Semantic technologies are a key component in the move towards a better web, but as usual emerging technologies have a much slower uptake than you might think if you listen to analysts and the industry press.
It takes time before they become part of the standard toolbox of ordinary organisations and this is also the case with semantic technologies, which have so far left practitioners stuck with limiting approaches like Dublin Core and clunky content management systems.
Dublin Core originated in the library world, with a focus on describing resources. The vocabulary contains a fixed number of terms, that represent what is typically found on library cards, and provides ways to express metadata like author, subject, language, etc. This has been used as a format to provide metadata for web resources, like web pages, video files, photo and images.
But when it comes to the needs of today, we experience two major limitations of Dublin Core:
Technologies for the semantic web has been with us for more than ten years, and standardised RDF and OWL for nearly 8 years.
These technologies aimed to be “super Swiss Army Knives”, sufficient for all kinds of needs. And they are powerful. But practical uptake has not been rapid. There were expectations that we all would quickly take the road to full semantic web content, but those expectations have been scaled down.
There are two main reasons:
We have seen many early adopters of advanced semantic web approaches, but mostly by large organisations with well established information models about their domain. They typically see great value in the reuse of content that semantic web technologies offer. So there are many examples of successful use of powerful semantic web tools and techniques. But for the majority of content providers, uptake of full semantic web technologies has been slow.
Think about the Web 2.0 concept. Initially, the reaction was typically “Cool thing, yes, but it is not of any use to us or to our customers”. A few years later, all content providers were moving in that direction. Partly because practical tools, frameworks, and platforms became available, and partly because users’ preferences clearly indicated that they wanted more than just see ordinary static web content presented on their screens.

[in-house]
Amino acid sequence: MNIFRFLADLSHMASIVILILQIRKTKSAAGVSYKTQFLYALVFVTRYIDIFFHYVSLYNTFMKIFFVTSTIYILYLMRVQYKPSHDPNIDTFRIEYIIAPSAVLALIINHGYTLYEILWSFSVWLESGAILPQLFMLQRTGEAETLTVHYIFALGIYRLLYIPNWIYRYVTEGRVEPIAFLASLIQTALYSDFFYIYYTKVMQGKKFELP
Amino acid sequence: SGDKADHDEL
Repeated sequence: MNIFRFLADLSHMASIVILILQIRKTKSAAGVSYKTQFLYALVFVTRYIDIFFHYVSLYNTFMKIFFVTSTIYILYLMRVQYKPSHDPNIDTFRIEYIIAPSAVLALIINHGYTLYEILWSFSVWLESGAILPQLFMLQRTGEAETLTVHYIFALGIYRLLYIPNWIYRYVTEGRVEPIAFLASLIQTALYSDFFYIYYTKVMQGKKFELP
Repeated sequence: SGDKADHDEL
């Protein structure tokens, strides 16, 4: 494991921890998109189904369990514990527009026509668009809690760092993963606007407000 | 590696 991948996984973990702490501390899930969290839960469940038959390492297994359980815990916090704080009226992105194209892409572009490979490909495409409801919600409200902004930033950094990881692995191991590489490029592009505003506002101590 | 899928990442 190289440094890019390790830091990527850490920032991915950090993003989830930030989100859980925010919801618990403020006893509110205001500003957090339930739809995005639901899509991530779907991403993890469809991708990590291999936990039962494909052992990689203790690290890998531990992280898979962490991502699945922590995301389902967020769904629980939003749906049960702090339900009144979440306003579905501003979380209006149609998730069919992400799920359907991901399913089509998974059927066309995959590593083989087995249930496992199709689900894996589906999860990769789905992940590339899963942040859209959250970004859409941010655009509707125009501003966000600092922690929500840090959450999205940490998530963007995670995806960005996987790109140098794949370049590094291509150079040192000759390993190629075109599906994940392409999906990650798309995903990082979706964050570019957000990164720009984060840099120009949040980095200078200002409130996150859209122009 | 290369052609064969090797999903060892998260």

The same thing is starting to happen with semantic technologies. Simple tools offers ways to enrich content in a gradual manner, avoiding the need to do large scale modelling of application domains. And by simple means, one can provide the users with more meaningful information and interaction.
The browsers deployed around the world are becoming much better platforms for rich content. The insight is that we are actually seeing a rapid growth in the use of sematic technologies, mainly in the use of light-weight technologies that are simple to use, and that provide concrete value to users.
But this use is mostly not talked about as application of advanced semantic approaches. Rather it is seen as a pragmatical step towards better contents on the web. It is often talked about as “embedding data in web pages”, and from that point of view, it has been seen as an evolutionary step taken by an organisation, not a revolutionary step.
The growth in small-scale use of semantic technologies will of course ultimately contribute to later adoption of more powerful semantic technologies. But we do not have to commit ourselves now to heavy technology. Start small now, find the low-hanging fruit, enrich content gradually, learn by doing, … and then you will be better prepared to tackle more ambitious goals for your web presence.